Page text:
American Journalism Project Launches First-of-its-Kind Venture Philanthropy Firm to Save Local Journalism

Local equals trust. It was the resounding message spoken by Alberto Ibargüen, President, CEO and Trustee of the Knight Foundation and reverberating through the Knight Media Forum, hosted in Miami at the end of February.  While it would have been ideal to write this and post it while onsite, candidly, we were quite busy supporting the official launch of the American Journalism Project (AJP), which made its debut at the forum.

As we now take a few minutes to reflect on our time at the Knight Media Forum and the successful launch of AJP, we’re grateful to have had the opportunity to contribute to a cause so urgent and important.

AJP, founded by Elizabeth Green and John Thornton, is a venture philanthropy nonprofit focused on local news, helping catalyze a new generation of public service media that is sustained by, governed by and looks like the public it serves.

The first step toward fulfilling this goal for AJP is raising an initial $50 million fund, of which the Knight Foundation, along with Arnold Ventures, Emerson Collective, Craig Newmark Philanthropies, the Facebook Journalism Project, the Democracy Fund and philanthropist Christopher Buck are initial investors. Through this first fund, and subsequent other funds, AJP will make substantial, course-altering investments in local newsrooms or civic news organizations (CNOs).  The goal for the initial fund is to help foster the transition of 25-35 CNOs from grant-funded to sustainable media organizations with multiple revenue streams. AJP also hopes to support some CNOs just getting off the ground.

In a press announcement unveiling the organization, the AJP co-founders shared, “We’re incredibly grateful for and humbled by the bold commitment of $42 million from our small group of founding investors. But a big piece of AJP’s mission is to help galvanize a movement in journalism philanthropy. As we ultimately must help guide much, much more than $50 million into local journalism, we feel like we are much nearer the beginning of our fundraising efforts than the end.”

Playing a very small part in a galvanizing movement that will expand journalism philanthropy and support local journalism overall is something that moves us.

Working arm-in-arm with co-founders, Elizabeth Green and John Thornton, and the AJP team, Jason Alcorn, Anna Nirmala and Gonzalo del Peon, the Due East team supported with strategic direction setting and organizational development and will continue to stay engaged and support AJP’s fundraising strategy. This work with AJP exemplifies our holistic approach, pulling on the expertise of our full-team providing strategic planning, fundraising development and organizational development, all with the same intensity, attention and high quality.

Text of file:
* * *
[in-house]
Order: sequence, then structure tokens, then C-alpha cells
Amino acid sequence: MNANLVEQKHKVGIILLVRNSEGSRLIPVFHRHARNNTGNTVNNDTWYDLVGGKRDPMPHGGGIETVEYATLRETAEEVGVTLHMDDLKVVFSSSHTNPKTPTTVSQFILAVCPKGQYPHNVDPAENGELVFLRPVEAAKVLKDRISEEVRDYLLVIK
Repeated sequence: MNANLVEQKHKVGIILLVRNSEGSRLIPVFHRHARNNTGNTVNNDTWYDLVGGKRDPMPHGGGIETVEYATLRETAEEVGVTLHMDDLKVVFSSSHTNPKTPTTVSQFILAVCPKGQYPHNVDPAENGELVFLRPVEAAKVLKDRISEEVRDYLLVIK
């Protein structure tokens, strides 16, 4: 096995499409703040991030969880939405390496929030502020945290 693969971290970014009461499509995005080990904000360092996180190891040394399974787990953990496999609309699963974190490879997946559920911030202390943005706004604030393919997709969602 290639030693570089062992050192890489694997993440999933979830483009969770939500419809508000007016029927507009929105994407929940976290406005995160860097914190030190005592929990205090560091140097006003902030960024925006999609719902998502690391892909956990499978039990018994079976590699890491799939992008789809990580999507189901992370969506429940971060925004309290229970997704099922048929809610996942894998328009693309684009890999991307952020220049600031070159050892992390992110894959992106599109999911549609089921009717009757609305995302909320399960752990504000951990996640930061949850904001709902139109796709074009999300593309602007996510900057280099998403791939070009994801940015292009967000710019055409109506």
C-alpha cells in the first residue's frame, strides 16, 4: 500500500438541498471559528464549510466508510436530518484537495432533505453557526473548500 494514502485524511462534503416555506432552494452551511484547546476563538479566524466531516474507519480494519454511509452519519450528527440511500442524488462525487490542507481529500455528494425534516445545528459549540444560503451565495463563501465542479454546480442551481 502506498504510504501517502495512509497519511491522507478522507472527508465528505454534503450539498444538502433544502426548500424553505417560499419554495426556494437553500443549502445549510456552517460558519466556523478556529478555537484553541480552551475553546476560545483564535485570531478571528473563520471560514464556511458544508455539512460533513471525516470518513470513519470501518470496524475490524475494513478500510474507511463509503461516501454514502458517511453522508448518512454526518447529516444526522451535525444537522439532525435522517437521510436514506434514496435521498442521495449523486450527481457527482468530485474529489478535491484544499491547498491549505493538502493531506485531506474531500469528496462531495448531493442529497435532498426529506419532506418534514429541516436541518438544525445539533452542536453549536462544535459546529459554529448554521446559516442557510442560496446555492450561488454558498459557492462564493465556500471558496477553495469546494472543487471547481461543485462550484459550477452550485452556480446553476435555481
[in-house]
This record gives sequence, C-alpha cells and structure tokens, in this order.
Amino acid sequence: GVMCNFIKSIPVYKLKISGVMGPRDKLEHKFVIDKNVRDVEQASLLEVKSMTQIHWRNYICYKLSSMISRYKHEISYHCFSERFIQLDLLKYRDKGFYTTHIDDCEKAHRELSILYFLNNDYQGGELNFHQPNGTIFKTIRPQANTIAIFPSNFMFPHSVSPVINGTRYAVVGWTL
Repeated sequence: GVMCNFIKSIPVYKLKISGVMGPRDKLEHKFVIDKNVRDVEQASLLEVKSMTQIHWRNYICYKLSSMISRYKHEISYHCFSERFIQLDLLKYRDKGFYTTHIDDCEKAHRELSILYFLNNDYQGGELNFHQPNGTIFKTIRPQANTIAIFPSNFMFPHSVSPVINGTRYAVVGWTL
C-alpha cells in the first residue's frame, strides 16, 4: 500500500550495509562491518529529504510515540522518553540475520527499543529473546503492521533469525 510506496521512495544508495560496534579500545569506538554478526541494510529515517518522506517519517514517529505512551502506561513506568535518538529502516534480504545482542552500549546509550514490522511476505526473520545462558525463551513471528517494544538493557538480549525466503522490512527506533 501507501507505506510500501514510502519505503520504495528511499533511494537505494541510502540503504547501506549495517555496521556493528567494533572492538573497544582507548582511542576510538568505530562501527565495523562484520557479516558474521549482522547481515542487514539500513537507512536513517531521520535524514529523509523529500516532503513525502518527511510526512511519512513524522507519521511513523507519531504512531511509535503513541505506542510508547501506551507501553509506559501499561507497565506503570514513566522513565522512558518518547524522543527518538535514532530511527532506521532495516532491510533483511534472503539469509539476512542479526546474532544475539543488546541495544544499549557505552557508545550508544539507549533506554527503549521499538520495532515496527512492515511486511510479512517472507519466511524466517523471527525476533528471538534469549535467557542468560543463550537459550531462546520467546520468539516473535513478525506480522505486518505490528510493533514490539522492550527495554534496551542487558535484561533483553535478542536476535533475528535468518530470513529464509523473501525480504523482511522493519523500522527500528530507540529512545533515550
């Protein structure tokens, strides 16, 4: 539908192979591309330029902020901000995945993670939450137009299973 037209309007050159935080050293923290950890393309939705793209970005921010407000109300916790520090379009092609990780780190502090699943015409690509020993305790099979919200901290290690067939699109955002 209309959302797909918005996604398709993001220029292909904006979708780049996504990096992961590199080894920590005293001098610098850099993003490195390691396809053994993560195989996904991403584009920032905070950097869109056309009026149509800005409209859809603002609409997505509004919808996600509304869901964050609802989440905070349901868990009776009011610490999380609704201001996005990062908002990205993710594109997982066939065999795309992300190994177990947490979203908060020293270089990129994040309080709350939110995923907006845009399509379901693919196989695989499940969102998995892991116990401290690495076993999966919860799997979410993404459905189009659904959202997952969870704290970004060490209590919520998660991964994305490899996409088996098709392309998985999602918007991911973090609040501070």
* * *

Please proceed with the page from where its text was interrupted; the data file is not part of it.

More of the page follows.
“Local equals Trust.”

Thinking back to the opening remarks and the idea that local equals trust, CEO of the Knight Foundation, Alberto Ibargüen, said, “You can measure trust based on the distance between you and someone else, geographically and relationally.” At least twice, the shooting at our own Capital Gazette was mentioned. We lost friends and colleagues at that shooting in our local newsroom. We continue to feel the effects of this tragedy and experience a visceral response to the close proximity between us and our friends at The Capital.

While The Capital is not a nonprofit news organization, it provides a critical public service to all of us.  We feel an extreme amount of gratitude that our business can be involved in part of a transformative solution to allow all communities across the country to regain access to responsible, non-partisan local news, and ultimately restore civic action and sustain our democracy. 

All of our projects are important and make an impact, but this felt like a once in a lifetime experience to respond to something urgent and important for society and our community, that was also perfectly suited for the strengths of our team.

We’re honored to have played a part in the launch of the American Journalism Project. Being in that room in Miami with 600 people from all different aspects of media and journalism was uplifting and gave us great hope in the ability of communities and institutions to come together to build, sustain and grow positive change movements for local news and for other issues that are urgent across the U.S.

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